From Nintendo to Modern Day VR
On Monday, Mar. 28, Facebook’s very own Oculus began shipping its initial virtual reality product to customers. However, it could have a bit of a difficult time winning the hearts of its US users. The past product that a large multinational company attempted to bring virtual reality gaming to the world was just over two decades ago, and it was literally an immediate failure.
In the early nineties, Nintendo’s Virtual Boy gaming system tried to promise a new type of gaming in virtual reality, and it failed to achieve on almost every level. Nintendo wasn’t readily accessible to confirm how many Virtual Boy consoles that is successfully sold since launching in 1995, but reports show that less than 800,000 of the vomit inducing products shipped before being removed from the market. The consoles prior and post, Super Nintendo and the Nintendo 64, both achieved numbers close to thirty times better than their attempt at virtual reality, according to Nintendo.
Back in that era, Nintendo was as much of an everyday name as Facebook is in this era. The company stayed in its realm of expertise, that being video games, however its characters showed up in movies, TV shows, cartoons, and just about every piece of clothing and general product imaginable. After breathing life back into the video game market with its 1985 Nintendo Entertainment System, Nintendo followed up with two more blow out hits: such as the Game Boy and the Super Nintendo. The next level, some experts thought, was to reiterate the gaming company’s success to a new stage.
“What should be done to once again engross Famicom and Super Famicom players?” Gunpei Yokoi, the master mind behind the Game Boy, stated in his 1997 book, Gunpei Yokoi Game Pavilion.”If the TV screen medium has reached the limits of its potential, isn’t 3D the only option?”
Then the arrival of the Virtual Boy was brought to us.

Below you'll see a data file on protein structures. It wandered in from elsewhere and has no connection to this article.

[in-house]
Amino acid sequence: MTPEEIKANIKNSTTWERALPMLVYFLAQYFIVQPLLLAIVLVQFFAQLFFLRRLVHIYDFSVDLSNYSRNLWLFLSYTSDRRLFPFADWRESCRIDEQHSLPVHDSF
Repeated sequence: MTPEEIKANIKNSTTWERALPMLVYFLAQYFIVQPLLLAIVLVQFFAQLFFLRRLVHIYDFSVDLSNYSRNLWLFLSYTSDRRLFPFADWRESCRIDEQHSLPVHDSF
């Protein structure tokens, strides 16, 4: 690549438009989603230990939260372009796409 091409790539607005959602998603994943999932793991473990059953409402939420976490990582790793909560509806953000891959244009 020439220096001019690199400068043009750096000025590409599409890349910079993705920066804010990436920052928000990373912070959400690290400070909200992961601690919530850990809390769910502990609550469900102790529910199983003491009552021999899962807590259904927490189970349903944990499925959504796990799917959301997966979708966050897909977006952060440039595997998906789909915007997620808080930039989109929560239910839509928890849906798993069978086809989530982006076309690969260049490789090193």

Nintendo tried its best to get the Virtual boy its proper marketing of the new 3D gaming system in a proper ’90s cyberpunk style, aimed at a younger generation of gamers.
The product was priced at $180, a little lower than Nintendo’s 2D home consoles, and about twice the amount of the launch price of the Game Boy.
The new product was even talked up on the front cover of Nintendo Power, the company’s very own gaming magazine, with a 90s circulation of around two million.
In a Jan. 2016 a question and answer page on Reddit, Oculus founder Palmer Luckey stated that he didn’t think of the Virtual Boy as a true VR product, and that it may have been the start of a negative public perception of what virtual reality really is: “A real shame, too, because the association of the Virtual Boy with VR hurt the industry in the long run.”
What will happen with 2016, will it end up being a cheesy remake of 1995? Today’s virtual reality systems like Oculus, HTC’s Vive and Sony’s PlayStation VR are a long ways away from Nintendo’s elementary 90’s gaming product. Virtual reality technology has advanced so much within the last twenty years, and the VR content being published feels intimidating, immersive, and, most of all, enjoyable. However, there’s still a large gap to overcome right now: VR systems require high powered computers that can range in the $1000 mark, and the headsets themselves cost more than $500.
Even though the initial reviews of the Oculus Rift seem well received and positive, Facebook and others branching into VR needs to prove to everyone that they are selling something that is truly worth buying, and that won’t make them vomit all over their house and is worth sticking their heads into a dark box for hours upon hours. Until the average person can enter a store and actually try on and experience a VR headset, it’s a hard product to sell.
Earlier, Facebook and Oculus CEOs Mark Zuckerberg and Brendan Iribe hosted a live stream of them walking through the Rift and what’s in store for the upcoming year. Zuckerberg said that Facebook intends to be invested in this project “for the long term.”